The story of the Swan Maiden dates back centuries and is an expansively recognizable fairy tale in Europe, though it has spread worldwide. It has numerous surprising meanings and elements to it that some have deeply searched for. Turns out, this, “kid’s story”, is not as innocent as you may believe. The Swan Maiden has been interpreted through several objectives such as the variations of the tale, the meaning and history, and the beliefs behind the story, which sparks a much more intellectual understanding.
There are many versions of this tale, but its classic structure is as follows. The moral of the story begins with a mystical half woman half swan swimming or bathing in a body of water with several other swan maidens. They remove their magical robe of feathers and plunge into the water. The robe stands for their animal covering, being her feathers that transform this creature into a swan. Following the plunge, a man, usually a hunter, would take the robe or cloak of the Maiden he found to be the youngest and most pleasing to the eye. When the Swan Maiden would descend out of the water and look for her robe, she would not find it. Suddenly, the man would appear with the garment. The maiden would plead for the garment back, but he would not return it and would force her against her will to marry him, have children, and they would often end up very, “happy”, until one day, the wife would find the precious robe that was hidden from her and proceed to fly away and leave her family, often saying to one of her children, “Tell father that if he wishes to see me again, he must find me in the Land East O’ the Sun and West O’ the Moon” (Ashliman). Some other versions just show her flying away without ...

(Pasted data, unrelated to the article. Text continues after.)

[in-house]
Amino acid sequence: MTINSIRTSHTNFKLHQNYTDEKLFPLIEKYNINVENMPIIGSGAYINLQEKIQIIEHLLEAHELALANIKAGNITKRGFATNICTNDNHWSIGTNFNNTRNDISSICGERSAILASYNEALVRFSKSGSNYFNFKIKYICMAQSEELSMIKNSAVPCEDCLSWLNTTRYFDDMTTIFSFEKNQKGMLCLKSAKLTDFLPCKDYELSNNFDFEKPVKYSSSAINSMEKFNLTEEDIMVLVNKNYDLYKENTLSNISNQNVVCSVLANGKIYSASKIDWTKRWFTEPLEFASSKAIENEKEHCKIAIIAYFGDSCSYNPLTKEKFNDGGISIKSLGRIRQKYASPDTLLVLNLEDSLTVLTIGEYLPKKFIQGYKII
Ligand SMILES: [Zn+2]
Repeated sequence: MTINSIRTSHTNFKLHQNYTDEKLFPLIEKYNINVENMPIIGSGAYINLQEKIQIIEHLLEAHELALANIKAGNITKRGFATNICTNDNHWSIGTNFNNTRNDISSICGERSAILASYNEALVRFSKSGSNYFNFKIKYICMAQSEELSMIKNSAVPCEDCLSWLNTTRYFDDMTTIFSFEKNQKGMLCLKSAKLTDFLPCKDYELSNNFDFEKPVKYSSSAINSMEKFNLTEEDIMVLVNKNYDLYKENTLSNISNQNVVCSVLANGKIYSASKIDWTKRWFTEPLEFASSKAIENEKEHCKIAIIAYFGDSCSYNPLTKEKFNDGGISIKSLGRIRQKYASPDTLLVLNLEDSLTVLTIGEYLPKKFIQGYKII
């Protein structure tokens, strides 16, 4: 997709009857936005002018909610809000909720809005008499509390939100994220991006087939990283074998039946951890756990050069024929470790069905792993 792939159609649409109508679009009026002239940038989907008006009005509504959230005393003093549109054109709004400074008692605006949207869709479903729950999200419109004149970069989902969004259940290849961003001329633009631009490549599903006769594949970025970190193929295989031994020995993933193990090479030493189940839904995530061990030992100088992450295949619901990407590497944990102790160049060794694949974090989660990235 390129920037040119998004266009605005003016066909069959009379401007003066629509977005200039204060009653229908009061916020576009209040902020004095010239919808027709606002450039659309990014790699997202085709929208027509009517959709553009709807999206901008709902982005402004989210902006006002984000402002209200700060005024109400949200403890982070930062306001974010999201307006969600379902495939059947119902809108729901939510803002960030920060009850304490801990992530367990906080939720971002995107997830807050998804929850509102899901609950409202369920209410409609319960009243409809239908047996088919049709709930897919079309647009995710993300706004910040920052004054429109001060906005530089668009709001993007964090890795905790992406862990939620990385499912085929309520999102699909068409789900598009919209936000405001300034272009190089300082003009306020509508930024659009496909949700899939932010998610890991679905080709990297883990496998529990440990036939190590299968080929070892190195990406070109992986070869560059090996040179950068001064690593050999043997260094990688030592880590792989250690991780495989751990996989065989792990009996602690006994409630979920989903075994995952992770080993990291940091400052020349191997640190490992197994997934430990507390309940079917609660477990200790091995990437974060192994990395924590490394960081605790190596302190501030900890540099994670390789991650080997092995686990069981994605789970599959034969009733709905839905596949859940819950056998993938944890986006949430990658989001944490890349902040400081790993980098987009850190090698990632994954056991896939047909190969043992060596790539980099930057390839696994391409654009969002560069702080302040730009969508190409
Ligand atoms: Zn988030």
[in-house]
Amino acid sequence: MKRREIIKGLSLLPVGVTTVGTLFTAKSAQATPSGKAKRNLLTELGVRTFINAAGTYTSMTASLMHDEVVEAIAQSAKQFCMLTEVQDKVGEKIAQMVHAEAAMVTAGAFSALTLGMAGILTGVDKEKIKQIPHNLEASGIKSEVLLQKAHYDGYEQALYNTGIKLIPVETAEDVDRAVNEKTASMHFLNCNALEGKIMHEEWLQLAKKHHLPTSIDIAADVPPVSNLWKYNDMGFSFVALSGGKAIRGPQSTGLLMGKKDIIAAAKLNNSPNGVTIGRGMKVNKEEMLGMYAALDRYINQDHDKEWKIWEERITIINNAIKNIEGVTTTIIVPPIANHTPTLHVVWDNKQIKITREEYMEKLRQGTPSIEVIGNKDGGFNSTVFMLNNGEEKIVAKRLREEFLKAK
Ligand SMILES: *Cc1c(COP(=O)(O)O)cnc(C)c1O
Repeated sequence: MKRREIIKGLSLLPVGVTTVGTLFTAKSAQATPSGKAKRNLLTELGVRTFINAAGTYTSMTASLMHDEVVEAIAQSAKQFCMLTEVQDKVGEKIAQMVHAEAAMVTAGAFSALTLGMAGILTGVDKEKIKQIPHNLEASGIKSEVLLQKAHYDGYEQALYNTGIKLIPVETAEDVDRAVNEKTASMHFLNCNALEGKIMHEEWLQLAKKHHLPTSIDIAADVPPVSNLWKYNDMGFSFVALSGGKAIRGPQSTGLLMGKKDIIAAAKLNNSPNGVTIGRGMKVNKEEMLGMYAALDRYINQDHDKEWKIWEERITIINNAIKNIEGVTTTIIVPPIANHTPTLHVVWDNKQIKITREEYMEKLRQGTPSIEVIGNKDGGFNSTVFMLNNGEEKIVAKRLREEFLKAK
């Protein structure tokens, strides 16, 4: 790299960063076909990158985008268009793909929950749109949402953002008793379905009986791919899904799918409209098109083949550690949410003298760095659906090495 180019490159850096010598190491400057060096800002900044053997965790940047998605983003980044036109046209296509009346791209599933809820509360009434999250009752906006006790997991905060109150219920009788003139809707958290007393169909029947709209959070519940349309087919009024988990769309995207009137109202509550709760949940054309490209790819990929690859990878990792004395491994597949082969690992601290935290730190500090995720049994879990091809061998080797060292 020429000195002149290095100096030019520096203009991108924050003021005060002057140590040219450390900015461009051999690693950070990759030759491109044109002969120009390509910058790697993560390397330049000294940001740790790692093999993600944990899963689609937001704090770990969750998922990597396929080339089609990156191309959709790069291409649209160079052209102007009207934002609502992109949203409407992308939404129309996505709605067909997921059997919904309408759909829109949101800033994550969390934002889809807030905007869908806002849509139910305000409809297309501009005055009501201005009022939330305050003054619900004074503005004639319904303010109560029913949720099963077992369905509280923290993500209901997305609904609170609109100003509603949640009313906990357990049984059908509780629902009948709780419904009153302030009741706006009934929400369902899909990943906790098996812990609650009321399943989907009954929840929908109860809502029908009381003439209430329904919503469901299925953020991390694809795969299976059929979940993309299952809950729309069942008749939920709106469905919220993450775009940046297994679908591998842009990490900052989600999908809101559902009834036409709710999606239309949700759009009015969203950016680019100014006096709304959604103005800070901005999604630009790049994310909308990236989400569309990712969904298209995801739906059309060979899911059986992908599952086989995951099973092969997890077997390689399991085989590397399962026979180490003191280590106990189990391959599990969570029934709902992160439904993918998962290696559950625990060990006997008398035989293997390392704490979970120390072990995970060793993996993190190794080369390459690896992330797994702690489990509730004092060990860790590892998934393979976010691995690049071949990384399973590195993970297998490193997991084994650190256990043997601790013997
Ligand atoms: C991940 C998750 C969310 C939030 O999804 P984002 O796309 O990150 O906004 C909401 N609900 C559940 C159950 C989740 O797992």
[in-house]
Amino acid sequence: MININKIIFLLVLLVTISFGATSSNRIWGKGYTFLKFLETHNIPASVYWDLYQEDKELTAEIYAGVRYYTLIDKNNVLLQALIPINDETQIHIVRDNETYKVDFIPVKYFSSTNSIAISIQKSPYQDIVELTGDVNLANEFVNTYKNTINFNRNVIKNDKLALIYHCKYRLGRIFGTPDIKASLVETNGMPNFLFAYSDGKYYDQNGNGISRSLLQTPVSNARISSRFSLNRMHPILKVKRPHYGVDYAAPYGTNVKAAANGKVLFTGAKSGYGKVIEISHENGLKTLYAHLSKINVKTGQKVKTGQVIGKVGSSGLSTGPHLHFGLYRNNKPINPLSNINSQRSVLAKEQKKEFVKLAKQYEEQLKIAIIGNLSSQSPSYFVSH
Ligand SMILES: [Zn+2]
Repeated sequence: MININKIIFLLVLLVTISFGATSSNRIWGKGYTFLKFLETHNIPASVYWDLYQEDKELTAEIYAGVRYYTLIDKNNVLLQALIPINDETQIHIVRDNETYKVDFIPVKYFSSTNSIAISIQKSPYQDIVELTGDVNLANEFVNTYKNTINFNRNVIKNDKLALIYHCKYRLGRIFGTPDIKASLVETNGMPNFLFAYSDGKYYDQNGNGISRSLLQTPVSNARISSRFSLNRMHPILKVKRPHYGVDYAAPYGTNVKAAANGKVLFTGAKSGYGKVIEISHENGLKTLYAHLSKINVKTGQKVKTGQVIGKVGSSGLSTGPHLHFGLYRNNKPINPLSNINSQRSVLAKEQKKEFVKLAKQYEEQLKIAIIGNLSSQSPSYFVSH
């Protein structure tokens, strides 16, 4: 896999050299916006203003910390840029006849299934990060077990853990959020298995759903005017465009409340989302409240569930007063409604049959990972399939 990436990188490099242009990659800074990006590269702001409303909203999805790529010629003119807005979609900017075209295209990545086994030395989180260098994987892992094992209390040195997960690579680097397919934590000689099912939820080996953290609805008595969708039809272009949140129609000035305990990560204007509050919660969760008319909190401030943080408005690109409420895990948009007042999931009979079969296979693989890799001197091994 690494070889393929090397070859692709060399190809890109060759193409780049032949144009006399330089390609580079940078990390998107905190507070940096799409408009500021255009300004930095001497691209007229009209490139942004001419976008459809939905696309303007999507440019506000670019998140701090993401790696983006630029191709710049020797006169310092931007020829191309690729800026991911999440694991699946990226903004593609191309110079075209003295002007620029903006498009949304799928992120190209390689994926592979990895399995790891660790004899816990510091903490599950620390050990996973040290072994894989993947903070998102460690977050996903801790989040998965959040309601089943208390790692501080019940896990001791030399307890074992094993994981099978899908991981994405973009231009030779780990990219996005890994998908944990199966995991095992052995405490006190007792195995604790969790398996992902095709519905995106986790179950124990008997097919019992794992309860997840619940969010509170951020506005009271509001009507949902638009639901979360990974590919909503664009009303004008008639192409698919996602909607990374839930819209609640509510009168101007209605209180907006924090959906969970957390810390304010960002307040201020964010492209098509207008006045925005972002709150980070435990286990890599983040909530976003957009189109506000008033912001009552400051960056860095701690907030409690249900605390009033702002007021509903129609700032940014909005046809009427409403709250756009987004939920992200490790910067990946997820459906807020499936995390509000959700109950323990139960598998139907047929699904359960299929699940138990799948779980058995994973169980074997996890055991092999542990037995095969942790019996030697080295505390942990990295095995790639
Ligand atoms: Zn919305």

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... versions of this story, the couple retreat back together. Multiple assume that this was the original tale, but no one will ever know.
This classic tale has been told for ages and is said to be the most captivating of fairy tales. Editors rant, “it is hard to imagine a more visually beautiful image in folk tales than the one presented by the figures of the swan maiden and her sisters (Snyder).” It has been entertaining and raising questions for years such as, “why did the man take her? Why did the swan maiden fly away?” Turns out, many would not expect the outcome of the research. The story of the swan maiden will continue to be passed on and derived from one another and interpreted differently. Nevertheless, the main meaning of this tale involves the action of women setting themselves free from an abusive relationship and from the hardships of that time period.
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